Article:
Before I jump into a review of these courses, allow me to tell you little bit about myself. I've been home recording for about 13 years or so, first with a 4-track and an Shure 57, now with an 8-track, a couple of pieces of outboard gear, and a few more mics - nothing too fancy. In the meantime my band has recorded 3 albums, a variety of EPs and singles, and I've done some work as a sideman. Along the way I've tried to pick up as much as I can about the process of recording via a lot of listening, watching, and questioning followed by going home and trying out variations. In short, a DIY approach to home recording. Thankfully, the people I have worked with have been very helpful and gracious, and have not chided me too hard when I've asked a particularly stupid question. My recordings have gotten significantly better though they are not yet where I want them to be (the perfect bass sound continues to elude me). One of the main things I've learned through all this is how much I don't know. The tech-talk, the language of engineers, words like amp, ohm, buss and impedance have been used constantly, and I had only a vague (and often incorrect) idea to what they were referring. This is changing. Enter the ArtistPRO recording courses. I took these over a period of about a week, during which I was also doing some demos in both my studio and a 'real' 24- track one. It should be noted that as I work almost exclusively with analog media I avoided the sections entitled "Digital Recording" and "Hard Disc Recording". This is a really cool course. Here is why.

1) It is free.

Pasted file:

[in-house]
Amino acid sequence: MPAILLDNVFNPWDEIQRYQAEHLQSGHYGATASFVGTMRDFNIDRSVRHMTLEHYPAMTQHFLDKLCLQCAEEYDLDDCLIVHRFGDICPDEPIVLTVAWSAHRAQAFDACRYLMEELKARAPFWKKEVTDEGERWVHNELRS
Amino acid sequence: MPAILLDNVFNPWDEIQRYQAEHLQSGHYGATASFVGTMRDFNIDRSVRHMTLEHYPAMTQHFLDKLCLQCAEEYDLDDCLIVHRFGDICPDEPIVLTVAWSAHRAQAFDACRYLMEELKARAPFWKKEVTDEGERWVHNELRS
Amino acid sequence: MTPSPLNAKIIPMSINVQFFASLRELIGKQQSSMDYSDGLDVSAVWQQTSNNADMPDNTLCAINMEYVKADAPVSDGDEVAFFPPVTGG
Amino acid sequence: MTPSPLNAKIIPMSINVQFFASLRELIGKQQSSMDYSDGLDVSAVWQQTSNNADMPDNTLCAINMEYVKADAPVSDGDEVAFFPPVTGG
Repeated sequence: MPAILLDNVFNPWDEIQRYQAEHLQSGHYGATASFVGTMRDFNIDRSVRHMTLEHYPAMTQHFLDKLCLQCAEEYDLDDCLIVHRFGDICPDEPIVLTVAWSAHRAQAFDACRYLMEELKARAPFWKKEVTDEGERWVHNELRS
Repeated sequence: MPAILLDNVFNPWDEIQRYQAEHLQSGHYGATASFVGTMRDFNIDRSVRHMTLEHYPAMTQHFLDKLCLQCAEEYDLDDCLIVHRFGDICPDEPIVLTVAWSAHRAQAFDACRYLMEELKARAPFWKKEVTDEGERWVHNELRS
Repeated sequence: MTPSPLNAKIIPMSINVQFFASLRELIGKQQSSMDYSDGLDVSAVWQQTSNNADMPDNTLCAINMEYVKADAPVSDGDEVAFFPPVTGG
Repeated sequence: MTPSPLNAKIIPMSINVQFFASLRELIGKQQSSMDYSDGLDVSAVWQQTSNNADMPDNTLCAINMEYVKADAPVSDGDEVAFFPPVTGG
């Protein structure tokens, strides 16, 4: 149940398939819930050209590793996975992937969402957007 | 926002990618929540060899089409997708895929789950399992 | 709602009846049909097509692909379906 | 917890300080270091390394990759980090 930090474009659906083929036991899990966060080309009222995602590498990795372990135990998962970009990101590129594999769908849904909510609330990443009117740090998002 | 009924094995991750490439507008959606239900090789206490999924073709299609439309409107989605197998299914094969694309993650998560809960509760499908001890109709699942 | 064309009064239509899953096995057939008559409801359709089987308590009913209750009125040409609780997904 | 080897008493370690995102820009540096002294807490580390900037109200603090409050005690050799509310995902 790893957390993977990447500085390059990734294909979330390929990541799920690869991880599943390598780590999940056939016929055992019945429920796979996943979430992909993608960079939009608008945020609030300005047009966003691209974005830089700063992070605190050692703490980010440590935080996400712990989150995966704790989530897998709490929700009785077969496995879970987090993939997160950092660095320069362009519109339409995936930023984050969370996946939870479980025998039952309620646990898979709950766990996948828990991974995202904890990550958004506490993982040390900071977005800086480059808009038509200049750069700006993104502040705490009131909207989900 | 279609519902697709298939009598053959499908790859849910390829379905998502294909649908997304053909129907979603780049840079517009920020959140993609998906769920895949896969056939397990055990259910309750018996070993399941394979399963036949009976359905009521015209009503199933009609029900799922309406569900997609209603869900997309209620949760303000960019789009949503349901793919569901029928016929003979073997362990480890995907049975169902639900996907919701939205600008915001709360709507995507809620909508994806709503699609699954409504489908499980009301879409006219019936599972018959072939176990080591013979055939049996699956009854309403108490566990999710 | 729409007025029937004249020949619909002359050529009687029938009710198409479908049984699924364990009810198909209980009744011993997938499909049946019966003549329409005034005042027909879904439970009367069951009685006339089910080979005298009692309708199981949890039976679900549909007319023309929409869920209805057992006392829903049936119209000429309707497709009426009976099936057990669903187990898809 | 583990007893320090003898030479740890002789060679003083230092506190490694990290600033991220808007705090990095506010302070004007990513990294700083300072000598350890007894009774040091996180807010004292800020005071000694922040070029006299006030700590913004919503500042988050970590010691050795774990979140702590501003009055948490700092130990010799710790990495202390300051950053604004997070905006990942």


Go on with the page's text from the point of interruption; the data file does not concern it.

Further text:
2) Everything is explained and defined clearly. Techniques, jargon, everything. Every time I had a question I found it was answered in the next page or two. Very nicely laid out, and very easy to read.

3) There are a lot of sound samples. Some are a bit obvious, but others are great. I will probably never have the time or patience (or equipment) to track the same drum take with 5 mics, then check them out for sonic differences. Nor will I ever take the time to make my own compression, reverb, delay, or EQ comparison samples, but all of these are included, well recorded and clearly explained. Also, none of the sound examples (or any other part of the course) is in any way preachy - there are no "to get a good drum sound you must do this". Instead, there are just a variety of examples of different sounds and an explanation of how they were achieved.

4) It is free.

5) It is split into easy-to-digest sections with a review-type quiz at the end of each. While I found many of the questions to be glaringly obvious, it did provide a nice kind of checklist to make sure I grasped the main points. I can't imagine that any pro will gain much from these (though the rest of the site is chock full of reviews and interviews), but for anyone in the rank beginner-to- mildly experienced range it is invaluable. Finally, let me state that this course is much like a road map: It can tell you how to get somewhere but it's not the same as getting in the car and driving down the road. The real value of this course, of any course really, is applying it in a real situation. (

Tape Op is a bi-monthly magazine devoted to the art of record making.

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